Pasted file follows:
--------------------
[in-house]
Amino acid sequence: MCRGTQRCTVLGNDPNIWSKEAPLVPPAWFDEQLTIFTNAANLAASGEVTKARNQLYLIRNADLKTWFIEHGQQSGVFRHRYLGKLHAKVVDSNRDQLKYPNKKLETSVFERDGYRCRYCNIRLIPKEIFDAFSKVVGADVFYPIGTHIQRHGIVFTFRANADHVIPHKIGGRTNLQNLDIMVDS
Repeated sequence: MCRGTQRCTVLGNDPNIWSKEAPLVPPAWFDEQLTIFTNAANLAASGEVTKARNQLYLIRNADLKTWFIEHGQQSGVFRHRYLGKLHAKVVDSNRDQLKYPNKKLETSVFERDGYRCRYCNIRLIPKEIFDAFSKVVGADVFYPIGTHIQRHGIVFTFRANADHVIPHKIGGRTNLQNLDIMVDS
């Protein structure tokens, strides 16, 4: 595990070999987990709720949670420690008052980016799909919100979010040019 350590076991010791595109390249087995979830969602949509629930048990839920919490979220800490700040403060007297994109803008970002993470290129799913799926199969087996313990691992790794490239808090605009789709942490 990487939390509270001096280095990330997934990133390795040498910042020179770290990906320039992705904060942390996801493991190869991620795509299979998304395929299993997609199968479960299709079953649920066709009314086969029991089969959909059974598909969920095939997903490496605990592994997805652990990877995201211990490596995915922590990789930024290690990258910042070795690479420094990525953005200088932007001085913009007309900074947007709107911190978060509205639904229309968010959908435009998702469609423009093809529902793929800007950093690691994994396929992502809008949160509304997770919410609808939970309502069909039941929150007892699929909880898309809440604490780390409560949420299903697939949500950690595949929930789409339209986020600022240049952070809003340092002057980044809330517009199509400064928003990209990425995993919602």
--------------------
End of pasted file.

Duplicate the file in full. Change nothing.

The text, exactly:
[in-house]
Amino acid sequence: MCRGTQRCTVLGNDPNIWSKEAPLVPPAWFDEQLTIFTNAANLAASGEVTKARNQLYLIRNADLKTWFIEHGQQSGVFRHRYLGKLHAKVVDSNRDQLKYPNKKLETSVFERDGYRCRYCNIRLIPKEIFDAFSKVVGADVFYPIGTHIQRHGIVFTFRANADHVIPHKIGGRTNLQNLDIMVDS
Repeated sequence: MCRGTQRCTVLGNDPNIWSKEAPLVPPAWFDEQLTIFTNAANLAASGEVTKARNQLYLIRNADLKTWFIEHGQQSGVFRHRYLGKLHAKVVDSNRDQLKYPNKKLETSVFERDGYRCRYCNIRLIPKEIFDAFSKVVGADVFYPIGTHIQRHGIVFTFRANADHVIPHKIGGRTNLQNLDIMVDS
């Protein structure tokens, strides 16, 4: 595990070999987990709720949670420690008052980016799909919100979010040019 350590076991010791595109390249087995979830969602949509629930048990839920919490979220800490700040403060007297994109803008970002993470290129799913799926199969087996313990691992790794490239808090605009789709942490 990487939390509270001096280095990330997934990133390795040498910042020179770290990906320039992705904060942390996801493991190869991620795509299979998304395929299993997609199968479960299709079953649920066709009314086969029991089969959909059974598909969920095939997903490496605990592994997805652990990877995201211990490596995915922590990789930024290690990258910042070795690479420094990525953005200088932007001085913009007309900074947007709107911190978060509205639904229309968010959908435009998702469609423009093809529902793929800007950093690691994994396929992502809008949160509304997770919410609808939970309502069909039941929150007892699929909880898309809440604490780390409560949420299903697939949500950690595949929930789409339209986020600022240049952070809003340092002057980044809330517009199509400064928003990209990425995993919602």